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Cheese Fondue

5 from 5 reviews

How to make a classic Cheese Fondue using Gruyère, Vacherin Fribourgeois and Camembert. This classic recipe from Switzerland is perfect for sharing with friends.

Ingredients

For the cheese fondue

To serve

Instructions

  1. Remove the rind from the Camembert and chop the soft cheese into small cubes.
  2. Cut the Gruyère and Vacherin Fribourgeois into small cubes.
  3. Heat the wine in a large fondue pot until it starts to simmer.
  4. Add the cheese and use a large whisk to slowly melt the cheese into the wine.
  5. Meanwhile, mix together the cornflour (cornstarch) and Kirsch in a small bowl.
  6. Once the cheese has fully melted into the wine, slowly whisk in some of the cornflour (cornstarch) mixture. You may not need all of it – use enough until you have a thick consistency, but still light enough to easily coat a piece of bread. If your fondue is too thick, simply thin it with some more white wine.
  7. Add the garlic cloves and season with some pepper.
  8. Serve the fondue immediately on a stand over a medium flame.
  9. The fondue needs to be stirred constantly so that it remains emulsified. So as you are dipping your bread into the cheese, swirl it around the pot to give the cheese a good mix, and also to coat your bread nicely.
  10. Once you get to the bottom of the pot, you will find that a lovely layer of golden cheese will have formed. In our home, this is considered to be the prize of the meal and everyone always fights for a piece.

Kitchen Notes

A classic Swiss cheese fondue uses half Gruyère and half Vacherin Fribourgeois.

You can experiment with different types of cheese by substituting one of all of the varities specified in this recipe. I would suggest only 2 to 3 cheeses for a fondue, and preferably of French or Swiss origin. Some good varieties include: Comté, Emmental and Beaufort.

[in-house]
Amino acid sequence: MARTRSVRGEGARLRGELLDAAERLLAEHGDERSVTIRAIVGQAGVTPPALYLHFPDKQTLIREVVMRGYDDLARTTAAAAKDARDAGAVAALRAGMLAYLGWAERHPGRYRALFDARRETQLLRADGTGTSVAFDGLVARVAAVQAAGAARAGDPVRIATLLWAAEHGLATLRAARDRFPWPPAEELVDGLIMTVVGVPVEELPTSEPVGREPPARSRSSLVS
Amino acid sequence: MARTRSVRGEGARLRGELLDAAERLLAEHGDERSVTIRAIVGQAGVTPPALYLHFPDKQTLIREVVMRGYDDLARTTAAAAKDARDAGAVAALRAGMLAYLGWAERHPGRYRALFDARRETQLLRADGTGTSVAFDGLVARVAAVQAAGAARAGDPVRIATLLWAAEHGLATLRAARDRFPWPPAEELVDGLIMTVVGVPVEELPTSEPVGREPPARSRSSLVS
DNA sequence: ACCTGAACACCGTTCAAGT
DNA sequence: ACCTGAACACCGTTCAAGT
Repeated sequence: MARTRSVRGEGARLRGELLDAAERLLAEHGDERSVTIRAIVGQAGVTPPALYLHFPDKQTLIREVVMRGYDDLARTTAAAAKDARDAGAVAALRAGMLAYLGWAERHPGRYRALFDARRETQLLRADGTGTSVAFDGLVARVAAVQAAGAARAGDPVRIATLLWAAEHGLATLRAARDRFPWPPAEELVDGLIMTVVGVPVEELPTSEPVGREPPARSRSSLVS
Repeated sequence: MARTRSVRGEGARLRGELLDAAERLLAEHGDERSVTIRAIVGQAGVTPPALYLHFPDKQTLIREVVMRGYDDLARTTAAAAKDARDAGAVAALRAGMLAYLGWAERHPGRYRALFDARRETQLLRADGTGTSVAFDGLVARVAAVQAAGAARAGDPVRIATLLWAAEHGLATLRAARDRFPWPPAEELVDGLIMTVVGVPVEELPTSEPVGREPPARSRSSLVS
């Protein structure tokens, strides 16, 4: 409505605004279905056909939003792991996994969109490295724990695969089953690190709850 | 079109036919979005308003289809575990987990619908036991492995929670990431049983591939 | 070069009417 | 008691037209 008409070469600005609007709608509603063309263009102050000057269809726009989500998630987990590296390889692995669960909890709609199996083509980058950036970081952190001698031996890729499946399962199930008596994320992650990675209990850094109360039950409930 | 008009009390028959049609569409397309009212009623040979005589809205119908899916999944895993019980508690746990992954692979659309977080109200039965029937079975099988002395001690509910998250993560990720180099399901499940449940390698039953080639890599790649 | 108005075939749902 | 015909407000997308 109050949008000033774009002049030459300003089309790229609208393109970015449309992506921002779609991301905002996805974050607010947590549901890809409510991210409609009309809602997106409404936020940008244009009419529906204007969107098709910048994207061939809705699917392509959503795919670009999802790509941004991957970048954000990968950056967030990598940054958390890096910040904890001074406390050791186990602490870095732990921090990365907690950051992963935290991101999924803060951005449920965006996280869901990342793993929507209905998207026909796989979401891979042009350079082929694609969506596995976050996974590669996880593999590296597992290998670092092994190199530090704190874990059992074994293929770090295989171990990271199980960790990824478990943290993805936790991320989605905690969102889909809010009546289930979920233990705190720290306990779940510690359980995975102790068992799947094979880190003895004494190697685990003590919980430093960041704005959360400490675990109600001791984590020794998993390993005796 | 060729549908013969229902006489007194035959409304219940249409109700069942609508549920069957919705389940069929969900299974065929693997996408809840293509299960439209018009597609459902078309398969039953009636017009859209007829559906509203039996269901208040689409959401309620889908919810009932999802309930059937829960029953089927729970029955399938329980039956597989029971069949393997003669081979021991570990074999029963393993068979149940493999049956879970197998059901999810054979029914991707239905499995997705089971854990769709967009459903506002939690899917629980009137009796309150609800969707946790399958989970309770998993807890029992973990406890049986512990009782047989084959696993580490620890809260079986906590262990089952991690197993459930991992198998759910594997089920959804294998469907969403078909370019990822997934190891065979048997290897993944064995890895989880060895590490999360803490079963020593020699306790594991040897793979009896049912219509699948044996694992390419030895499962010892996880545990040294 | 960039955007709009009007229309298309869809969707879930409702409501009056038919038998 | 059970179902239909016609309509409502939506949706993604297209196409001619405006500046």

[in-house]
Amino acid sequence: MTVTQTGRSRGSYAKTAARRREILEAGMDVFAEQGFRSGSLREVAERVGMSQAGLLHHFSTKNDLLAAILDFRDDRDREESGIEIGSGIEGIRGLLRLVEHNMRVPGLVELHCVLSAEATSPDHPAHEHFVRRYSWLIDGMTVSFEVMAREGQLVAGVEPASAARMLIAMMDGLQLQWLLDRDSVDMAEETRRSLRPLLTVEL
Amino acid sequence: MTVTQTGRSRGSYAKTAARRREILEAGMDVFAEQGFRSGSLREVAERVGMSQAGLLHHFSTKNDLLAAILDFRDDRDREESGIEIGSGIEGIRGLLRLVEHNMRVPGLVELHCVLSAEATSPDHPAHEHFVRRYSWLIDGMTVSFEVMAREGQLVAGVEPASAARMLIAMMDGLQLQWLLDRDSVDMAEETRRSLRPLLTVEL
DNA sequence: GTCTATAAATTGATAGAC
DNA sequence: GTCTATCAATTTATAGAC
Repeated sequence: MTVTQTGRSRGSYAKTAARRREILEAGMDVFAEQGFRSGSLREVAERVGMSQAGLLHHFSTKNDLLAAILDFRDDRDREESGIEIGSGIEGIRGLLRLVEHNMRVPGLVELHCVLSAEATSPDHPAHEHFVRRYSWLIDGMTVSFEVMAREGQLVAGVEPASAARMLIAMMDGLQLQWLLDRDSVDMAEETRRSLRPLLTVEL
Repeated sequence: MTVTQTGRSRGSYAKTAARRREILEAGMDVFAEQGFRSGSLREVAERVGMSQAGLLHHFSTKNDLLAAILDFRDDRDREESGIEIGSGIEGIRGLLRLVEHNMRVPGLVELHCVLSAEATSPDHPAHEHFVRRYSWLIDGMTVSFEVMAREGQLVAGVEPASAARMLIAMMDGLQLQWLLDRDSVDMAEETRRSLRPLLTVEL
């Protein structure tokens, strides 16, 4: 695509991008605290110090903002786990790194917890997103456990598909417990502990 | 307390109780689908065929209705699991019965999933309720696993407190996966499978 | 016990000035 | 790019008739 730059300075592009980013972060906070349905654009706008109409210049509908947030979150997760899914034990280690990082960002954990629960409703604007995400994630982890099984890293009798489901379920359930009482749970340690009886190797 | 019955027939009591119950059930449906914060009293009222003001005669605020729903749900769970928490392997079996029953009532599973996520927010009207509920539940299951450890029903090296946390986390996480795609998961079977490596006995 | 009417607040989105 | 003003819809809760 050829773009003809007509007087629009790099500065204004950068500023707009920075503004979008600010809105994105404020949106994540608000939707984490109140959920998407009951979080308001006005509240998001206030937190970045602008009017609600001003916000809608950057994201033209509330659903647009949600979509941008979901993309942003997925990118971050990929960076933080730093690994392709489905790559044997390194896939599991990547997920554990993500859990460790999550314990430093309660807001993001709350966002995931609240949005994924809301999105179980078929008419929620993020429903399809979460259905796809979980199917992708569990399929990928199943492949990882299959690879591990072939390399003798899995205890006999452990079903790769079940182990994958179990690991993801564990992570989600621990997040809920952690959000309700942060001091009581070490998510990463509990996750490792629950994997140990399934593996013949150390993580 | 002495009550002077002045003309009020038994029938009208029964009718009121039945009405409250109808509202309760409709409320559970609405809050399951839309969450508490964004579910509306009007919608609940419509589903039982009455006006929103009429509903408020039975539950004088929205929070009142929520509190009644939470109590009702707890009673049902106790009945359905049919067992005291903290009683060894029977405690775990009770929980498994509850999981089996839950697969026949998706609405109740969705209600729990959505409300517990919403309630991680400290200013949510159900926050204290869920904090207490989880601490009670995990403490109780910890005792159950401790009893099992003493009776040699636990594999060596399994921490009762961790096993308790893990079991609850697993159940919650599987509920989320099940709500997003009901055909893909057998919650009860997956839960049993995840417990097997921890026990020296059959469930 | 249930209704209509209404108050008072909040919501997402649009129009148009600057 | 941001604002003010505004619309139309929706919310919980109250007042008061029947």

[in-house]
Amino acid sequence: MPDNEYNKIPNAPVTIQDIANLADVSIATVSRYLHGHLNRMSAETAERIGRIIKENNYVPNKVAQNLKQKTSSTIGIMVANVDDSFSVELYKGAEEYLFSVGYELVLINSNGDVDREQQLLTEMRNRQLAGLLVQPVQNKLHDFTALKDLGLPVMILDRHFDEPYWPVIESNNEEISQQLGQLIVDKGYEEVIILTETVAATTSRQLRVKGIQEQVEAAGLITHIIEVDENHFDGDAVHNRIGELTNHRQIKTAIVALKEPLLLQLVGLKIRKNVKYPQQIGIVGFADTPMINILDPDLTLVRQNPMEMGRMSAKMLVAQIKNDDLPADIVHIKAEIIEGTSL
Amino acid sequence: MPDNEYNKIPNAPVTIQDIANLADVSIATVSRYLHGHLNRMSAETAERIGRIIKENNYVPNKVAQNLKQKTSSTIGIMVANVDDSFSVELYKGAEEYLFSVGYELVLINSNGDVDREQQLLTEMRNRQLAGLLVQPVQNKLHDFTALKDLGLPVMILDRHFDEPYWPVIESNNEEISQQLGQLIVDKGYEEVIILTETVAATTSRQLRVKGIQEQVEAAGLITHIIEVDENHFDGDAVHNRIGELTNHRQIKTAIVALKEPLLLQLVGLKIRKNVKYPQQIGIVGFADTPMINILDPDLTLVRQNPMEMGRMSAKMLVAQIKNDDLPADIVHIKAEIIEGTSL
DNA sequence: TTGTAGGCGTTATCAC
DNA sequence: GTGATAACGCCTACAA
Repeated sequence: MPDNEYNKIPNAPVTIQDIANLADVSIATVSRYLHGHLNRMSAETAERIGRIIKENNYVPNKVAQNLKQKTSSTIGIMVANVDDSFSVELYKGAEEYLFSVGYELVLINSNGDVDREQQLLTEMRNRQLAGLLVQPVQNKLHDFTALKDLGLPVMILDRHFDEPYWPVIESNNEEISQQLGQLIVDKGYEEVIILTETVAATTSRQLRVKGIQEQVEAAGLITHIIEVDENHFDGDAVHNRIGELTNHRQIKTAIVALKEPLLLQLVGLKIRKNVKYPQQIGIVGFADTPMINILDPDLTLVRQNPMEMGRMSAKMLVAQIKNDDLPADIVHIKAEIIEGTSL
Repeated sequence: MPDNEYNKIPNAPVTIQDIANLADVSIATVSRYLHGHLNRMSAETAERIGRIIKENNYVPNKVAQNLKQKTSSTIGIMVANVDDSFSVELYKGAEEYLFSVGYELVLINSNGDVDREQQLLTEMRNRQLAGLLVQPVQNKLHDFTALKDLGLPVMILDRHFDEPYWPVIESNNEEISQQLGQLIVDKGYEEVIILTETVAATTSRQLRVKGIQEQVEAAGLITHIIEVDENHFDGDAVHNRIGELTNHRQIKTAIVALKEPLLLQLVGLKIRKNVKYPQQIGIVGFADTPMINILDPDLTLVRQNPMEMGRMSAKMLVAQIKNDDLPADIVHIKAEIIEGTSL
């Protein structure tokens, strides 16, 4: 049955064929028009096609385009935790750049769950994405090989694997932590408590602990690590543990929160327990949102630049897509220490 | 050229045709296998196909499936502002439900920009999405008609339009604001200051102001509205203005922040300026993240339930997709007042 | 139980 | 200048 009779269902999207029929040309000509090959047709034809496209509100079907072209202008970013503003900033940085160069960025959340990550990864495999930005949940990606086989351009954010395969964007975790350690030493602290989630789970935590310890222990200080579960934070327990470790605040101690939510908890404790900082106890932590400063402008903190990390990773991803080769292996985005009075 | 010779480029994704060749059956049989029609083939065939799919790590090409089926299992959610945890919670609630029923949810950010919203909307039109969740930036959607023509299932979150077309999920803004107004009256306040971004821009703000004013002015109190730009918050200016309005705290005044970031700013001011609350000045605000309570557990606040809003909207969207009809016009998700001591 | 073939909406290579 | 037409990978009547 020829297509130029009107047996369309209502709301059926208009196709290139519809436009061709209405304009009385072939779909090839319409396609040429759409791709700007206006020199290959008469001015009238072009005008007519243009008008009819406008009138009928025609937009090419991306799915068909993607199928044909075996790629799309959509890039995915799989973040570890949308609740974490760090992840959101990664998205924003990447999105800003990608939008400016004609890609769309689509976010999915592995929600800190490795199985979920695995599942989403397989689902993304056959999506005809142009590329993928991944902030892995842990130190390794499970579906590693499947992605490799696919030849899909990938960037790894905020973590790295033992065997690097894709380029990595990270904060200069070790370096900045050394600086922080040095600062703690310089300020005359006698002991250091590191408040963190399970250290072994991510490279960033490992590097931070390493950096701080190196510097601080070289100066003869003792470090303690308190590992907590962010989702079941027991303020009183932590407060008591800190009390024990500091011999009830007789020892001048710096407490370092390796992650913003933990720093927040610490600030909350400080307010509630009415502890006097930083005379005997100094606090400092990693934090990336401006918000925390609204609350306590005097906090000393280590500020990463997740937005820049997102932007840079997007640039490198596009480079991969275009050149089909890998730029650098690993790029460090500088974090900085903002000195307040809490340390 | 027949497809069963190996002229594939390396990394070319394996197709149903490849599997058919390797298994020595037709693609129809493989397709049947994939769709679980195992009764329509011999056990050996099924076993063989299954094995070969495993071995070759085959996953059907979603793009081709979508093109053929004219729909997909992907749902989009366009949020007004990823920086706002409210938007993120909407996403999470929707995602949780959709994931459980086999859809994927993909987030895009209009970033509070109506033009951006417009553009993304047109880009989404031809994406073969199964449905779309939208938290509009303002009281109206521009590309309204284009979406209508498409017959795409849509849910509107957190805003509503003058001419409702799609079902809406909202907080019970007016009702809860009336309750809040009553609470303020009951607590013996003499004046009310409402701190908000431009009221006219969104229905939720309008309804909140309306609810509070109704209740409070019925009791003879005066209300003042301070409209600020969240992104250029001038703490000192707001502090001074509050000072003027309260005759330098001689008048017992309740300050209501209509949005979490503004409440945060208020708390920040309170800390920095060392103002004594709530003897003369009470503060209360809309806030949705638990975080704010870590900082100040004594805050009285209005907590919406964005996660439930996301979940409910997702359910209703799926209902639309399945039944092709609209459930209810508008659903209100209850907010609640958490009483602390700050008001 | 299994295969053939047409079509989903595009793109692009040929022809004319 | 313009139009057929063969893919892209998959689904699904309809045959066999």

If you don’t like the flavour of alcohol in your fondue, you can try to cook off some of the alcohol in the white wine by letting it simmer for 3-5 minutes before adding the cheese. You could also substitute the Kirsch with white wine.

I use a dry white wine in this recipe, which also happens to be the wine we like to serve alongside the fondue. As the wine is one of the major flavours in this dish, you definitely need to use a good quality wine which you would be happy to drink; the wine does not need to be expensive, but it needs to taste good.

Kirsch is a strong cherry brandy. You can substitute it with grappa, or even whisky is a delicious alternative. The garlic cloves gently flavour the cheese during the meal.

If you don’t want to use whole garlic cloves, the more traditional method is to simply rub one garlic clove all over the inside of the pot before starting this recipe.

Nutrition